Chinese state media are amplifying a conspiracy that the Wuhan coronavirus may have originated in the U.S.
The media push may have begun in earnest on February 27 when Zhong Nanshan, a pulmonologist who has made major announcements on Chinese state media, said at a press conference: “The coronavirus first appeared in China but may not have originated in China.” Other media outlets have repeated or implied the same message.
“If it’s true that the virus originated in the United States, should China still apologize to the world?” read an article in College Daily, a WeChat account based in New York City popular with Chinese students studying abroad. On Saturday, China’s ambassador to South Africa wrote on his Twitter account, “Although the epidemic first broke out in China, it did not necessarily mean that the virus is originated from China, let alone ‘made in China.'”
“Go on WeChat, go on Weibo, look on Baidu search, and it’s full of ‘look at all the other countries getting sick,’ or ‘the virus came from the United States,’ or all different levels of conspiracy theories,” Xiao Qiang, founder of the China Digital Times and adjunct professor at the University of California at Berkeley’s School of Information, told the Washington Post.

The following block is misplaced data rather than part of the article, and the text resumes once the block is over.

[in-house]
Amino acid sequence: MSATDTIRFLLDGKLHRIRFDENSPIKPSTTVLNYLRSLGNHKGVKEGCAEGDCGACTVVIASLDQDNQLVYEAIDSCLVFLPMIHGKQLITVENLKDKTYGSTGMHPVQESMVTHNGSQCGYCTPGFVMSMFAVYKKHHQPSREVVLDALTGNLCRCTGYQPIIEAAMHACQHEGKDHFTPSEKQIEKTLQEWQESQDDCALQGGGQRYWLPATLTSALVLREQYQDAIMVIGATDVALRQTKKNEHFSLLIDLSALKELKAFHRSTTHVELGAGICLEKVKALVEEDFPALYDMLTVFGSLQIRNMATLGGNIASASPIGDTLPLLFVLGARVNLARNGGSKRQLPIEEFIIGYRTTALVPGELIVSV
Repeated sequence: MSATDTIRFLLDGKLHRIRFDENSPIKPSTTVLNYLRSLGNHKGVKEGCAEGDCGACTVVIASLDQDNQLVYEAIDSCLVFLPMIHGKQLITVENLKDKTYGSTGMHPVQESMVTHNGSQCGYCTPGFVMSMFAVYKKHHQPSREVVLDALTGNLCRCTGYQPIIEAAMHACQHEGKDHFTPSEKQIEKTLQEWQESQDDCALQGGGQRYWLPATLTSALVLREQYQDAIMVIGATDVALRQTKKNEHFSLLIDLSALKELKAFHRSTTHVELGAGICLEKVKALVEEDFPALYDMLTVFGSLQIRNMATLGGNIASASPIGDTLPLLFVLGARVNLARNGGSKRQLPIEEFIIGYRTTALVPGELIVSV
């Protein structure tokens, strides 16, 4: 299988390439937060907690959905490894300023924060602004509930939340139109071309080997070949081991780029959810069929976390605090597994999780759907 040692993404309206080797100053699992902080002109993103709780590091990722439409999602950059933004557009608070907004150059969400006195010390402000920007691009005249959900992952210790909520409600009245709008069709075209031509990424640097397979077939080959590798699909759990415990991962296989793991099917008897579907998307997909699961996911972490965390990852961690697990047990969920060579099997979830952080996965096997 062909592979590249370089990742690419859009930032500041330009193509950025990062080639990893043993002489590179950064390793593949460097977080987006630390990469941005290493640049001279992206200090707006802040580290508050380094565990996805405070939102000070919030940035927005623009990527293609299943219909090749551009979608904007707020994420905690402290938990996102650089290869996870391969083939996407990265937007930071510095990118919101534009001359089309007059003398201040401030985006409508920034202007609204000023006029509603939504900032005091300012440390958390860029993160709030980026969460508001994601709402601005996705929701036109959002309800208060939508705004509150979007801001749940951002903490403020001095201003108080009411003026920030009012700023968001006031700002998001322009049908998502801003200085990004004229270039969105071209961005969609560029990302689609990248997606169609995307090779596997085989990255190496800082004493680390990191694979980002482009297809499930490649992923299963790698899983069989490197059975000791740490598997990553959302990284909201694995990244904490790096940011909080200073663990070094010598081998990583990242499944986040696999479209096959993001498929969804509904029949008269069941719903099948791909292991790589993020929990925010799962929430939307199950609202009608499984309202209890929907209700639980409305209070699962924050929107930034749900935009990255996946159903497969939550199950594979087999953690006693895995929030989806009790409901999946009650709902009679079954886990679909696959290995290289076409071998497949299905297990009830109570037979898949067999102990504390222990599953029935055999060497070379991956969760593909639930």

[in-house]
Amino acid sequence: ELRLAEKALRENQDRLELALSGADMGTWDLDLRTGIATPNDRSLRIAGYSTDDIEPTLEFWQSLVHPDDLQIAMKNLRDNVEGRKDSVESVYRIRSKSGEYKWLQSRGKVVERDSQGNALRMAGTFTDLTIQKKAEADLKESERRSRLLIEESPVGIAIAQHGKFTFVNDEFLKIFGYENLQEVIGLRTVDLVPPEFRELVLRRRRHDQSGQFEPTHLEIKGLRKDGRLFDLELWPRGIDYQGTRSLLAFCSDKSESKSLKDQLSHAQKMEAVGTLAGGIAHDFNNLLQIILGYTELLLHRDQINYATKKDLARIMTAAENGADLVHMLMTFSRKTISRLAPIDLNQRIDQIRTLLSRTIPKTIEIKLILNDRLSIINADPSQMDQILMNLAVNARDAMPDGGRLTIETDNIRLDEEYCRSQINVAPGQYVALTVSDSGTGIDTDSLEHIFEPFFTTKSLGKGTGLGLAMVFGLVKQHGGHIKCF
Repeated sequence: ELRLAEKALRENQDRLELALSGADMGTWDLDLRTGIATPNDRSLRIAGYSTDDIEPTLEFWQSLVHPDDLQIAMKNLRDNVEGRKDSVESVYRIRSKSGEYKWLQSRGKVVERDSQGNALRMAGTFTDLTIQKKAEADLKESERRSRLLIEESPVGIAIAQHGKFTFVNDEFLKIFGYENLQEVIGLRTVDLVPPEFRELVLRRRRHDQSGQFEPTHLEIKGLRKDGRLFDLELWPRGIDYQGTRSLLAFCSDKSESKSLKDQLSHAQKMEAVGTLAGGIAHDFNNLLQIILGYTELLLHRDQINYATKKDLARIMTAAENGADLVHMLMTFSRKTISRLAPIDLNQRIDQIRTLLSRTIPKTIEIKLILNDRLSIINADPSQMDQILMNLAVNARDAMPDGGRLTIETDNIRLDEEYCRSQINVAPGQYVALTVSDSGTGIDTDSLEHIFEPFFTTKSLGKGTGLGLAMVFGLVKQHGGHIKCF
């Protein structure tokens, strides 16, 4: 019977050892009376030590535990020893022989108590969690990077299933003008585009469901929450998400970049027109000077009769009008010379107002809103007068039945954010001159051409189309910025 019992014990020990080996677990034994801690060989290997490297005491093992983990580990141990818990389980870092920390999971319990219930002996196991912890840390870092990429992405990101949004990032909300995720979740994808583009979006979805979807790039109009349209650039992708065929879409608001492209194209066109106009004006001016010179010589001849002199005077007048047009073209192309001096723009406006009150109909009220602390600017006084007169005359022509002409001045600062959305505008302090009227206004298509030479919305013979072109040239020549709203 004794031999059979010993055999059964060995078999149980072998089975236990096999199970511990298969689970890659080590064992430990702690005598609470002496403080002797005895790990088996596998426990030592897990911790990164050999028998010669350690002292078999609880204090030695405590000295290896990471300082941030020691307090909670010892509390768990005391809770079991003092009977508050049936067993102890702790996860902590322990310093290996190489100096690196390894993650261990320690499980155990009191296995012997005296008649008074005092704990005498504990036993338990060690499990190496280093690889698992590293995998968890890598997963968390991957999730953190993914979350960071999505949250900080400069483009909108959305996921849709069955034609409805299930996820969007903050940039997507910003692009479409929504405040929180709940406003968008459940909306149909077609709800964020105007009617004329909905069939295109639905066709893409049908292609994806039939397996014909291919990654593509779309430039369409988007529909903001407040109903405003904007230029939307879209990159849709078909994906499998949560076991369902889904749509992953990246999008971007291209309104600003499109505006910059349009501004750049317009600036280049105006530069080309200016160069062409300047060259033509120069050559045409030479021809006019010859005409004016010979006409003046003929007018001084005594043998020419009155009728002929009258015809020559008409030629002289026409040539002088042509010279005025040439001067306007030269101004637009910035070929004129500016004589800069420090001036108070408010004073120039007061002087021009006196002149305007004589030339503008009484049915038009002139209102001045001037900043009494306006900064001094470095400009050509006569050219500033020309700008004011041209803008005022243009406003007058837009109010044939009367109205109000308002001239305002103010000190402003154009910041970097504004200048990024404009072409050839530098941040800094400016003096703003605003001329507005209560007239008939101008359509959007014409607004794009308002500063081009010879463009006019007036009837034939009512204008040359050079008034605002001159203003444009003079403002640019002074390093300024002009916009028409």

“It’s more than just some disinformation or an official narrative,” Xiao said. “It’s an orchestrated, all-out campaign by the Chinese government through every channel at a level you rarely see. It’s a counteroffensive.”
Dali Yang, professor of political science at Chicago University, said the media campaign was an attempt to draw citizens’ attention away from China’s response to the outbreak.
“The purpose is to lessen the focus on how China bungled its response,” Yang said. “It’s a kind of blame-shifting.”